FILE – In this Monday, July 21, 2014 pool file photo Russian President Vladimir Putin listens during a meeting in Samara, Russia. Having for months dismissed Western sanctions on Russia as toothless, business leaders here are now afraid that the crash of the Malaysian jetliner will bring about an international isolation that will cause serious and lasting economic damage. The U.S. and EU are still playing something similar to “good cop, bad cop” with Russia, said Chris Weafer of the Moscow-based Macro-Advisory, but it remains to be seen whether the Malaysian plane crash will be a game changer for Russia’s economy. (AP Photo/RIA-Novosti, Alexei Nikolsky, Presidential Press Service, File)
MOSCOW (AP) — Having for months dismissed Western sanctions on Russia as toothless, business leaders here are now afraid that the crash of the Malaysian jetliner will bring about an international isolation that will cause serious and lasting economic damage.
Throughout the Ukrainian crisis, U.S. and European sanctions had mainly targeted a handful of individuals, sparing economic ties. Then last week the U.S. imposed penalties on some of Russia’s largest corporations. And when the airliner was shot down just a day later in Ukraine, allegedly by separatists with Moscow’s support, concern grew in Russia that the sanctions would only get worse as President Vladimir Putin showed little sign of cooperation.
“Over the past few months, there was a sense that Mr. Putin acted decisively, forcefully, and correctly, and that everybody else in the world would accommodate themselves to that reality and we’d get back to something like business as usual,” said Bernard Sucher, a Moscow-based entrepreneur and board member of Aton, an independent investment bank. “Now we’re talking about real fear.”
When Russia annexed Crimea in March, triggering a deep freeze in relations with the West, stock markets in Russia dropped but later rebounded as investors understood that the country’s lucrative trade relations would remain largely unscathed. Europe, which is in frail economic health, dared not block energy imports from Russia or the trade in goods such as cars or heavy machinery. Oil companies like BP and ExxonMobil continued their operations in Russia, with some even signing new deals.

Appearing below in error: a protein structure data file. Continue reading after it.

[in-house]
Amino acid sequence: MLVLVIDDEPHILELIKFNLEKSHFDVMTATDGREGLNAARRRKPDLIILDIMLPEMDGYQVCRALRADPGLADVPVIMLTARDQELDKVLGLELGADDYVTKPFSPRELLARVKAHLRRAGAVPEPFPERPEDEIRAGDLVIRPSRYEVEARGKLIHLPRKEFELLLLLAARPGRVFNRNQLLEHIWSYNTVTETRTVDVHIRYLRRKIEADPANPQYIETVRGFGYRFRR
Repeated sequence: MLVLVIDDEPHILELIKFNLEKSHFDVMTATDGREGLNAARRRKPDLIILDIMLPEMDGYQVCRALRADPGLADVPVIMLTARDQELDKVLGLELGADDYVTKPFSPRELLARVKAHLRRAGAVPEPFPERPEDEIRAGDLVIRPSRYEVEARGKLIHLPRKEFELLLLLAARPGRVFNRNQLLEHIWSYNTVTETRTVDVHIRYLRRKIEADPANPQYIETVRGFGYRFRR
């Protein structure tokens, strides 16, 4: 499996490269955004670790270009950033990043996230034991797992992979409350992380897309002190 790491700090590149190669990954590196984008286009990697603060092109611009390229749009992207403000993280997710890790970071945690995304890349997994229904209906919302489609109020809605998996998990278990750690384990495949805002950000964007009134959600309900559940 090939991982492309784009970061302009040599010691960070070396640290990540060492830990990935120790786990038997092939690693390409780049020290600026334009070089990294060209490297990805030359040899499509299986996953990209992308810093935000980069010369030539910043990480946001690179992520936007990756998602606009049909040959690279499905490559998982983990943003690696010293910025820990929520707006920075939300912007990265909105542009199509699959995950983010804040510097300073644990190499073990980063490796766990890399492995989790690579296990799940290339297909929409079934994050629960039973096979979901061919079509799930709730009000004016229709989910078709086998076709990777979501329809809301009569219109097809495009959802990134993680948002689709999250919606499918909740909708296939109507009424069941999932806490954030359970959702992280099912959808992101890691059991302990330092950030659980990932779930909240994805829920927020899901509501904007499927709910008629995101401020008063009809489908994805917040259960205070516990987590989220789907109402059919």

The U.S. took a tougher stance, but until last week was also careful to limit sanctions to asset freezes on individuals who were perceived to have had a hand in supporting eastern Ukraine’s insurgency.
On July 16, the night before the Malaysia Airlines jet crash, Russian markets appeared to have fully recovered from the crisis in Ukraine, with the MICEX benchmark index adding roughly 23 percent since March 1.
Then last week, the U.S. announced new sanctions that had investors in Russia fear a turn for the worst. The U.S. shut off its financial markets for a broad swath of defense companies as well as Russia’s largest oil company, Rosneft, gas producer Novatek, which is half-owned by a close Putin ally, and a major bank, VEB. The move offered investors a glimpse of what they had thought would never happen: serious international isolation of Russia’s powerhouse corporations.
According to Alexis Rodzianko, president of the American Chamber of Commerce in Russia, those sanctions were the first to really pack a punch because they were “broader and more specific: they went beyond the symbolic.”
Rodzianko said anecdotal evidence suggests that in some cases investment decisions have been delayed “particularly when people were just considering coming in to the market.”
When the Malaysian airliner went down one day later, investors worried conditions would only get worse.
The stock market has fallen 5 percent since Thursday last week. That is expected to see investors keep pulling money out of the country. They withdrew $74.6 billion in the first six months of the year, a figure forecast to reach $100 billion for the whole of 2014 — almost twice the $60 billion in withdrawals seen last year. Continue reading